As you can probably tell from the spate of recent Maui beach posts, we just got back from a week there. I thought I’d write a few comments about the area in general, rather than one specific beach.


We’ve been lucky enough to go to Maui, and Wailea specifically, a few times. Wailea is one of the two major resort areas on Maui (the other being Ka’anapali, about an hour’s drive northwest). It’s a bit more low-key than Ka’anapali, and considerably more low-key than some other famous North American beach destinations (Cancun, Cabo, or Waikiki, for example). There isn’t any nightlife, there aren’t any tourist “attractions” to speak of, and travelers in need of pre-planned activities will be disappointed.


The main reason to go to Wailea is the beaches. They’re literally the best, most user-friendly beaches I’ve found to date. They’re protected from big waves by the neighboring islands of Lana’i and Kaho’olawe, and by the relatively shallow channel that separates them from Maui. This protection makes the beaches safe for all sorts of water fun. Wailea also sits in the rain shadow of Haleakal??, the huge 10,000′ volcano that makes up 3/4 of Maui, so it’s a naturally dry place. That means sun and, just as important, a lack of runoff to cloud near-shore waters. An abundance of tropical fish and marine life are easy to find if you’re a swimmer or snorkeler. If you want to swim with Hawaii’s graceful and intriguing sea turtles, Wailea is a good bet.


In fact, the beach and water are such an integral part of the Wailea experience that if you don’t like the water or you can’t swim, I’d recommend staying somewhere else. I’ve written more about some of the area’s beaches in other posts. Several, like Keawakapu and Mokapu & Ulua, are connected via a beachfront walking path; others like Big Beach are a short drive away from the developed area. My favorite is Po’olenalena.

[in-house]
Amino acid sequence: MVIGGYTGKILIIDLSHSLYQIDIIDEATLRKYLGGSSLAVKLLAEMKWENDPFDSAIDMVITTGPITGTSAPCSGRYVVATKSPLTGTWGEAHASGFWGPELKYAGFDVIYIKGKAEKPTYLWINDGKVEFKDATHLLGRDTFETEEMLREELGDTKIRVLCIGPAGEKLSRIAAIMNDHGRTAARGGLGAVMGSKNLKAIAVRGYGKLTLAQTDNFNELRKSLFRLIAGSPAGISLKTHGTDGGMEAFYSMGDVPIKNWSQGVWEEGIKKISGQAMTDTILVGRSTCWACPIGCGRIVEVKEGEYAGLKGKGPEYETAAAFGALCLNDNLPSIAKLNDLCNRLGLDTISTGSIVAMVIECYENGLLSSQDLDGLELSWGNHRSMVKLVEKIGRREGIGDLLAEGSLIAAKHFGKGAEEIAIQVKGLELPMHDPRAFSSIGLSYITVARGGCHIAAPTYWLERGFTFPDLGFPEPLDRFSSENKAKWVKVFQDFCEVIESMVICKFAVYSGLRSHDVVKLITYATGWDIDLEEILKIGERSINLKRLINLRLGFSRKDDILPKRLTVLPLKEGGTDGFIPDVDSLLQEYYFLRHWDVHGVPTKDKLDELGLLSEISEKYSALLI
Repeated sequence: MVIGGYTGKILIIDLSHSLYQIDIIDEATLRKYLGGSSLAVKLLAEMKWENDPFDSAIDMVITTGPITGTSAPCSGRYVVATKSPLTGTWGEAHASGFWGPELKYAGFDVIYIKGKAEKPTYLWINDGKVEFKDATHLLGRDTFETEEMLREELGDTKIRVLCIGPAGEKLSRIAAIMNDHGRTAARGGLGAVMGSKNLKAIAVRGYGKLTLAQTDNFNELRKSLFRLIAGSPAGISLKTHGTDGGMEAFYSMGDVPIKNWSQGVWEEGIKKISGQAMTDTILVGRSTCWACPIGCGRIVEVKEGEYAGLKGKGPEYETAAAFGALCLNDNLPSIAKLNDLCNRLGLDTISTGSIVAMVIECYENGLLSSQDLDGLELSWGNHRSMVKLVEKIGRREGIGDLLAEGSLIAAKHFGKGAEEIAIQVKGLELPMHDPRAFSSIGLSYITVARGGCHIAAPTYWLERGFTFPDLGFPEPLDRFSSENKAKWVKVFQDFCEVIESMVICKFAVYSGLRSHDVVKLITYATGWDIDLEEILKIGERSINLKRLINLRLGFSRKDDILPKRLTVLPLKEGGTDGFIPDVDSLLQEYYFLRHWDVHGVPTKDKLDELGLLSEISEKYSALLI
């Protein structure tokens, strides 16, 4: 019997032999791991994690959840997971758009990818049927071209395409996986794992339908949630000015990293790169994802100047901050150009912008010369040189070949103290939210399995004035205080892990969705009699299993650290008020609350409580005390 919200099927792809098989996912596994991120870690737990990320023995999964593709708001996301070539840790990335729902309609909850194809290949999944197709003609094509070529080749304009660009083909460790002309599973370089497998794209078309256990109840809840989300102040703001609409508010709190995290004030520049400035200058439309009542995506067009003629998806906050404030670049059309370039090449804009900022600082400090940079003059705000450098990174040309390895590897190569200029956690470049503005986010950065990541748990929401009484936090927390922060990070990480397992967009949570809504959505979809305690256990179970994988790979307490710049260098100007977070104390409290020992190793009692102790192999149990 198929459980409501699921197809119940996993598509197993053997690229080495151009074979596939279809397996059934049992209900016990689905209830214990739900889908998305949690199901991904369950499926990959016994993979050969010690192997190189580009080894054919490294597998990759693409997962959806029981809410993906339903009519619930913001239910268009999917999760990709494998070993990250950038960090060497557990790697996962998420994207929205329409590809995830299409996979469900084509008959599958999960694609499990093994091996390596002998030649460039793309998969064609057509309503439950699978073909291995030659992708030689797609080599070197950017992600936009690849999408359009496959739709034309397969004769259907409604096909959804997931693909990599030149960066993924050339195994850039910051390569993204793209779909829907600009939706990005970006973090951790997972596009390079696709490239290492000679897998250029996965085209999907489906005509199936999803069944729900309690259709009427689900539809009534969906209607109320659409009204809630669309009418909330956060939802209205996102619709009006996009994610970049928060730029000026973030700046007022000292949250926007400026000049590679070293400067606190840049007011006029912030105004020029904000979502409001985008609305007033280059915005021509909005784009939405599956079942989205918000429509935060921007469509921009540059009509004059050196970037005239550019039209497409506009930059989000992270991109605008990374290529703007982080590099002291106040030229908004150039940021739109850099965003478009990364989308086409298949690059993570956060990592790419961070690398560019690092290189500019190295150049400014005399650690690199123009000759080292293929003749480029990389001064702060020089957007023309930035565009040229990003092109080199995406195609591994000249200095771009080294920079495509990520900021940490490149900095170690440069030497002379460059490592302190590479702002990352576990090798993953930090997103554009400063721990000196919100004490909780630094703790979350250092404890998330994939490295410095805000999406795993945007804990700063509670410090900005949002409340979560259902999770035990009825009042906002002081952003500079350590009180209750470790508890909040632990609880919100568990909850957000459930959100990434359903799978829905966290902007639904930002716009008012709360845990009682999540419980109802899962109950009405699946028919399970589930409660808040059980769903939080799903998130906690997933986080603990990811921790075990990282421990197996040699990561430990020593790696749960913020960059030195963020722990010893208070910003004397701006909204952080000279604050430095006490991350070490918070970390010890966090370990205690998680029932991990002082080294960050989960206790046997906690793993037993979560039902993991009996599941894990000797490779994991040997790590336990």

Places with beaches that great usually come with a downside, though, and in Wailea it’s the price. It’s expensive, there’s no other way to say it. The handful of large-ish resorts have brand names like Four Seasons, Fairmont, and Waldorf-Astoria. Whoever designed the area spread the resorts out enough, and exercised enough restraint when it comes to adding height, that they don’t feel crowded or overwhelming. Of course, I’ve never actually stayed at any of them, and it’s unlikely I will in the future.

The reason we can afford to go to Wailea is that we’ve found some ways to save significant cash. First, we go in the off season: May, or Late September through Thanksgiving. People don’t plan Hawaiian vacations during those times, so flights and lodging are cheaper. Second, we always rent a condo instead of staying at a resort. With a little research you can rent a spacious condo for a fraction of the price of a hotel. They aren’t your typical urban condo, either: they’re usually a collection of small two-story buildings surrounded by lush, if irrigated, greenery. And staying in a condo means you can save money by eating some meals in. When we do go out, we typically skip the resort restaurants and head uphill to smaller, locally-run restaurants. The views are spectacular, and a few of them, like Pita Paradise and Monkeypod Kitchen, are places I’d actually go to if they were in Seattle…which is more than I can say about the overpriced resort restaurants.


I’d strongly recommend Wailea to folks who want a certain type of trip: a calm, relaxing beach vacation where most of your “activities” will be in the water. You’ll leave feeling refreshed and in awe of Maui’s beauty.

At the same time, I’d strongly not recommend Wailea for other types of travel. If you want long days jam-packed with action, you’ll probably get bored there. If you want culture, shopping, or nightlife, there really isn’t any. And if you’re a checklist tourist with a list of sights to be seen, Wailea, well, probably wouldn’t make your list in the first place. Those are all perfectly fine ways to travel, and I’ve used each of them in certain situations. But for any of them I suspect you’ll be happier in Honolulu or, frankly, places other than Hawaii.

Go to Maui, and Wailea, to see it for what it is: an unlikely, mostly-submerged volcano thousands of miles from any continent where relentless waves and accummulations of parrotfish poop have created great beaches, friendly water, and beautiful scenery. Relax and enjoy it.




Categories: Hawaii

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